We went out to M's farm in Alexandra where M's mum and sister are hold up doing their best to stay alert in case the fire line encroaches or if embers start flying in the hot winds.
It was incredibly eerie driving through some of the erstwhile hot spots, the smell of burnt wood and debris still hanging in the air like the perma-zone of soot and ash that is currently clouding up the skies and bathing everything in that strange ethereal twilight light. And every now and then bits of charred bark glinted in the sun like black ice. It looked like someone tipped tar all over the place like ice cream topping .... we drove through in respectful silence.
When we got to the farm, the inside was a total warzone. Siege mentality had completely taken over. There were pots and pans filled with water all over the house, sinks were plugged in and filled, dishes hadn't been washed, clothes hadn't been washed ... anything potentially water draining had not been done. M's mum is incontinent and so you can imagine the olfactory assualt when we walked in. The low point was when I went to rinse a cup and found the kitchen sink filled with what looked like brackish swamp water with a number of dead and swollen flies floating on the surface.
And the weak sunlight filtering through the smoky haze was physically oppressive combined with the tense atmosphere in the house bordering on mental collapse ... it was like stepping into a horror movie of the "house at the end of the street" variety.
We went to a community meeting and bbq where I felt an absolute outsider, but it was interesting to hear about the CFA activities firsthand, and also the various key points to not about preparing for a bush fire, like having the gas bottles facing a certain way, fire pumps, slip offs etc ...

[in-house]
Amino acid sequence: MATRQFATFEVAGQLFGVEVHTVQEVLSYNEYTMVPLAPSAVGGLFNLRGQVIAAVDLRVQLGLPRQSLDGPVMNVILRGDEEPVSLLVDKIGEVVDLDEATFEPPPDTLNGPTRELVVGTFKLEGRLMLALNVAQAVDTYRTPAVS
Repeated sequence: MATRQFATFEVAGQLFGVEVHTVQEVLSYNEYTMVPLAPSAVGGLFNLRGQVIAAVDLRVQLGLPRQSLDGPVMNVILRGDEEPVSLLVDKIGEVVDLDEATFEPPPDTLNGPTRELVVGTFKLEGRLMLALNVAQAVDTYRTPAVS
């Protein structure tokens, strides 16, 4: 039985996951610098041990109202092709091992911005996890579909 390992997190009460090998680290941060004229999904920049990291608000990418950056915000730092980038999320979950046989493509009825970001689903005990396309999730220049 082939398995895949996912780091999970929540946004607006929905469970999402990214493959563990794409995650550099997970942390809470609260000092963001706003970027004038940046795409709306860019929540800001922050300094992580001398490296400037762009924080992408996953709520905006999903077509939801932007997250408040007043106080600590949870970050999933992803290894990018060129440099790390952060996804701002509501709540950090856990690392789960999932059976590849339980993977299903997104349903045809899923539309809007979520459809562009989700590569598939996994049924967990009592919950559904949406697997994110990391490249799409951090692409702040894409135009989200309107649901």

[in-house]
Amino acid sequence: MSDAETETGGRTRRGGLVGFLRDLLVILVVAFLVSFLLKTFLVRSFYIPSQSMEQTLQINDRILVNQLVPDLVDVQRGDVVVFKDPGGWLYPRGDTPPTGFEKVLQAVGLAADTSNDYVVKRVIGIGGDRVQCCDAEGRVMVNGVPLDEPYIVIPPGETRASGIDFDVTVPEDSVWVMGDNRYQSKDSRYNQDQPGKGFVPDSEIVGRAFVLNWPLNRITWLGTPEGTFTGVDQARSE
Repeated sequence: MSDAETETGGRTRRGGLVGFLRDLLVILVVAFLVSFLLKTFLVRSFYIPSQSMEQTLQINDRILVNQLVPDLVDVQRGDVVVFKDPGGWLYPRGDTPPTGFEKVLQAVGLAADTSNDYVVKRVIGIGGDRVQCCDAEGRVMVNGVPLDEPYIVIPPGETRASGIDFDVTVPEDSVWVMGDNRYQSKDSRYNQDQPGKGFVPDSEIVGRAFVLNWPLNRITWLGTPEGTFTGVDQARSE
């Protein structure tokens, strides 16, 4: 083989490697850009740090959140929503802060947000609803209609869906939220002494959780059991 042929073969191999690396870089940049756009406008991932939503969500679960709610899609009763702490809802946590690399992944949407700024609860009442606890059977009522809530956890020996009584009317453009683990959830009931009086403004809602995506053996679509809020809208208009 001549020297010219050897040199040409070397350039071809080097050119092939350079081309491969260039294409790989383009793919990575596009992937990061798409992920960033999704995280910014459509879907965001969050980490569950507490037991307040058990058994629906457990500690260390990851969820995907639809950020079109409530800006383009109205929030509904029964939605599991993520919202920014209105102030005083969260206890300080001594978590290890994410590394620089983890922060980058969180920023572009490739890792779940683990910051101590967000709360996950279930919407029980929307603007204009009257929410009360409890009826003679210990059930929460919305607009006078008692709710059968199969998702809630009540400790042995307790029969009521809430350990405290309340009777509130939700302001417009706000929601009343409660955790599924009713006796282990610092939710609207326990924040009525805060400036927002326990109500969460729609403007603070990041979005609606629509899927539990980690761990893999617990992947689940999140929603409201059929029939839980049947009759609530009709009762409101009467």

After the meeting we went pass tent city and checked out the CFA/DES set up in the Alexandra oval and watched the helicopters land and take off. After having a quick bite at the only joint serving food at that time, we had to take M's mum to the hospital as she slipped and fell, hurting her knee in the process.
We watched the army trucks and ambulance pull ferreting injured servicemen and CFA crew while we waited for S's wound to be dressed.
Late back at the farm, M and I did the dishes and convinced B to run one load in the dishwasher, and then we cooked them a decent meal complete with sweets we brought up from Melbourne - trying desperately to maintain some semblance of normality - spats were still unavoidable, particularly between M and his sister.
The next day we helped clear felled branches and leaf litter. M took B through a few more preparatory tips and then we drove back home completely spent. The last 2 days took their toll on me and M and we were both snappy and anxious, but the indian we had for tea helped soothe the stresses away until we both collapsed on our respective couches.
I am still feeling horribly exhausted, strangely on the verge of tears as I write this. I wish it will be all over soon.
The rolling hills of the Acheron cutting - no longer visible (2 more views following)
trying to capture the smoke filled light